Martinmas Celebration

Tomorrow is the feast of St. Martin. I love Martinmas! It is like a Catholic Thanksgiving and a pre-advent carnivale all wrapped into one. For our family it is the first day of winter and it comes just before the beginning of the penitential season of Advent. I know, I know, winter technically starts on December 21st. But not in our house. For us it is the feast of St. Martin. After this day we start thinking about advent and preparations for Christmas and winter decorations start to make their way out of boxes. Our advent wreath is made after Martinmas as well (if we don't already have one made from last year).

In our house we typically do several things each feast of St. Martin.

1. A Gift of Warmth: If the children are in need of something for winter I do my very best to get it for them on the feast of St. Martin. Usually it is just a new pair of mittens or a scarf tied up with a simple bow and a little note about St. Martin. If we find ourselves with too many coats this is the day we donate them. This year we officially launched the St. Martin Coat Drive where we will be collecting Coats from family, friends, and neighbors to donate to the poor. Here in Oregon it does get quite cold and I see so many homeless without much more than a jean jacket. I cannot imagine what it must be like to go through a winter like that. I have also considered just buying a few coats or sweaters at Goodwill or at a Catholic thrift store and handing them out to the people that beg on the street corners. I have not been organized enough to do it this year, but it would be a fun tradition to start on this day!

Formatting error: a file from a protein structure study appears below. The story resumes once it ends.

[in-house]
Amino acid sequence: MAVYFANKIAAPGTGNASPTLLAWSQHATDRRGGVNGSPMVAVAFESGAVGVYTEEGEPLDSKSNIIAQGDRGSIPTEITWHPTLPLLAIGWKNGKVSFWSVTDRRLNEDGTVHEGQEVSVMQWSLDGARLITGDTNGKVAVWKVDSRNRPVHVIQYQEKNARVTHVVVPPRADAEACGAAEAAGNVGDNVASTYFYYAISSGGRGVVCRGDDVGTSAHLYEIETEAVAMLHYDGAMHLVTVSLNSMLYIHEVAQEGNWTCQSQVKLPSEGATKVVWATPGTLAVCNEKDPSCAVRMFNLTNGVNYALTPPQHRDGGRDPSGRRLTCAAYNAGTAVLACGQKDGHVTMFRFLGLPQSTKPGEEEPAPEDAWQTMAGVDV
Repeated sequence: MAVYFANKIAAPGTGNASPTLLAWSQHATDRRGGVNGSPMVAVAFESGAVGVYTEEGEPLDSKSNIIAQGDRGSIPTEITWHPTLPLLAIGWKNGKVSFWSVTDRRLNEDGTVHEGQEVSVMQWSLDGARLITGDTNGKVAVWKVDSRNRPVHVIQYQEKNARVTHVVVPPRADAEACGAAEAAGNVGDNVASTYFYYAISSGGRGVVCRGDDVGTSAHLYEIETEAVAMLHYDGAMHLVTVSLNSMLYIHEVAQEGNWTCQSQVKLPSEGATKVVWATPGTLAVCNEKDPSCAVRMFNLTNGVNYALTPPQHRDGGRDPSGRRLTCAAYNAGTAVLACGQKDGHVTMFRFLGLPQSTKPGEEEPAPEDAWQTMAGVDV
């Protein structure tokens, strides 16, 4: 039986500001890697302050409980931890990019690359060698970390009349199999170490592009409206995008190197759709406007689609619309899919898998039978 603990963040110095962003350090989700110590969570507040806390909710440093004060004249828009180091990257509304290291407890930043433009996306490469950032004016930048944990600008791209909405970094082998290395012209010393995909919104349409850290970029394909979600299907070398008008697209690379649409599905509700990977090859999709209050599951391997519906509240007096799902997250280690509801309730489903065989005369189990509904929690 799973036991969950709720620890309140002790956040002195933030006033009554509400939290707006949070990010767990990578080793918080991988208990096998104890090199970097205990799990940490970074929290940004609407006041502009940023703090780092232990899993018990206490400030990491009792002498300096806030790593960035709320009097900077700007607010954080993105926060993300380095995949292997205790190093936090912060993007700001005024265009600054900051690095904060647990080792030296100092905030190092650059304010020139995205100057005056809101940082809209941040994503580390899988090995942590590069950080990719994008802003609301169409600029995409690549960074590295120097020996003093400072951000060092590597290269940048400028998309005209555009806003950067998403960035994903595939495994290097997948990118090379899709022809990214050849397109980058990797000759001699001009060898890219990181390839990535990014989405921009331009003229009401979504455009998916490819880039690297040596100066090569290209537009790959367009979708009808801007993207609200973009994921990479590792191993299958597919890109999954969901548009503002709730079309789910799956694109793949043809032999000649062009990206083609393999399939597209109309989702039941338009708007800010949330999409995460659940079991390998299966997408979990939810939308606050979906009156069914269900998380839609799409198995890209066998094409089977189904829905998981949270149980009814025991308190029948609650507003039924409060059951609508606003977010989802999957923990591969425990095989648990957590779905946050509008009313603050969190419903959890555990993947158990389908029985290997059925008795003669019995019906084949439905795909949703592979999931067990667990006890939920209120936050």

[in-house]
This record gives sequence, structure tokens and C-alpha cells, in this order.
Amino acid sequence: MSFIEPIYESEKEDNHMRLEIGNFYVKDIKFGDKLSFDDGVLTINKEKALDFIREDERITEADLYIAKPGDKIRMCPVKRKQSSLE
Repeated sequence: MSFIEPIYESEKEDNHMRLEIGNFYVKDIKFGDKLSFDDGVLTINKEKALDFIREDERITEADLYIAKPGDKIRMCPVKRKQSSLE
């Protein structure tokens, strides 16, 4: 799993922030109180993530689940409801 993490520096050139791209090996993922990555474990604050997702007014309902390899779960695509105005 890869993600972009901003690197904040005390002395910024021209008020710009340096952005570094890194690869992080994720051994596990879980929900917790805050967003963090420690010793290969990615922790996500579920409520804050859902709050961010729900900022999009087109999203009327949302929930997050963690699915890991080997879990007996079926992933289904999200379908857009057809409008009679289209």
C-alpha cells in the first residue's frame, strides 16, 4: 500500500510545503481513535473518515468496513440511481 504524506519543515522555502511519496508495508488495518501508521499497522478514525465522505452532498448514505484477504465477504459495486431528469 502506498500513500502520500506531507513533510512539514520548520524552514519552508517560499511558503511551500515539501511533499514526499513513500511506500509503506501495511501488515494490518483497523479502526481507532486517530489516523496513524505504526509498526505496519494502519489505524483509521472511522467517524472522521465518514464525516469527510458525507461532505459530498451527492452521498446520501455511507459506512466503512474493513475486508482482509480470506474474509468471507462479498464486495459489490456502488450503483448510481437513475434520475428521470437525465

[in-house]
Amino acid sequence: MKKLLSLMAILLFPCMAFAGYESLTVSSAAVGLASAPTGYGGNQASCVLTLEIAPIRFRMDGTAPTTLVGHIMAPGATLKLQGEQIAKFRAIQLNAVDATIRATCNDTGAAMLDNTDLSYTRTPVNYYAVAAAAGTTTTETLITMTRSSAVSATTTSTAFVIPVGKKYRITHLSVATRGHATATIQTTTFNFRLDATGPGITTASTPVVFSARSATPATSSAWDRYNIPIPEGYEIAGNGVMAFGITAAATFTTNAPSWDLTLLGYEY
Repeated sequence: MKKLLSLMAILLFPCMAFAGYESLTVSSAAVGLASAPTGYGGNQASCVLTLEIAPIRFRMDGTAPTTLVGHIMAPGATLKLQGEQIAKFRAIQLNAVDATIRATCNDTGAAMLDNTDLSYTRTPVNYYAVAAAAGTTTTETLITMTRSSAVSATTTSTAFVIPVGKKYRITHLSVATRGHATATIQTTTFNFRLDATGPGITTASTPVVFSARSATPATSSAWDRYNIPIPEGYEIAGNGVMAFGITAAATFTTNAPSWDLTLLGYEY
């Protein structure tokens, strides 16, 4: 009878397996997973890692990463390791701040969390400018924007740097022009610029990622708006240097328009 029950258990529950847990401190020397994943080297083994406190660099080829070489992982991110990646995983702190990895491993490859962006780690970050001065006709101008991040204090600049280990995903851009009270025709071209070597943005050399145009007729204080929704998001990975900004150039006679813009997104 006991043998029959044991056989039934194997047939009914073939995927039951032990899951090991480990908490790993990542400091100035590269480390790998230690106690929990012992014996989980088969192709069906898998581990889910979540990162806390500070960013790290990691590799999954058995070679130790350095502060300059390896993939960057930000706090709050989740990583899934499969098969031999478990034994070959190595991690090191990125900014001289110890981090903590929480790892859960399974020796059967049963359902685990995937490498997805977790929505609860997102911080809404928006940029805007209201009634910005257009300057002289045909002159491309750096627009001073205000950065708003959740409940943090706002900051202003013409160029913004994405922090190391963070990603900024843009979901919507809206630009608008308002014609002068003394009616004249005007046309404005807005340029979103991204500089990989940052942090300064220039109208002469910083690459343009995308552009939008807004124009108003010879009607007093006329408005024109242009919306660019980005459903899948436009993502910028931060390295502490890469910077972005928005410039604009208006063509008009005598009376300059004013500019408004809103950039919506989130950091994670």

2.  Lanterns & a Song: The children make lanterns each year and we sing the traditional St. Martin song from Germany (translated of course). The version linked above is missing the final verse which is roughly translated:

St. Martin lies down quietly to rest,
In a dream the Lord appears.
He says:  Thank you, horseman,
for what you did to me. 

You can see the music and most of the lyrics here.  

We have never had the pleasure of celebrating with other families but that would certainly add to the fun. A bonfire and treats for the children are traditional on St. Martins Day as well. Because the days are getting darker now the lanterns add some wonderful cheeriness to the day and the song is very catchy.   

The lanterns are usually made of paper mache or jars. We have not made ours yet this year and we will be spending the afternoon doing just that if I can get this blog post up. Symbols associated with St. Martin such as the goose (traditionally eaten on this feast) and a sword and cloak make good decorations for the lanterns. 

Wondering why the goose is a symbol of St. Martin? Apparently when the townspeople were calling for St. Martin to be made bishop he was hiding hoping to avoid the honor but a goose gave away his location. 

3. A Celebratory Meal: In keeping with the traditions of our medieval Catholic ancestors we have a celebratory harvest meal. While we are no longer medieval, and we are hardly farmers, I think it is important to connect with the traditions of the past and also to remember how God provides for us through the seasons. If we were medieval Catholics living in Europe, the harvest would be in and preparations for winter would be made. So a meal in celebration and thanksgiving is quite apropos. Since we do also celebrate the American Thanksgiving with family and a big turkey dinner it is a little too costly and time consuming to do a second large feast in one month.  I have made serious attempts at transferring the traditional Thanksgiving day to the feast of St. Martin for my family but I have yet to succeed. Generally we simply choose a hearty meal we all enjoy like beef stew and crusty bread with a dessert like apple pie and then we take time to read about St. Martin at the dinner table and to reflect on how all that we have comes from God and through his loving providence.

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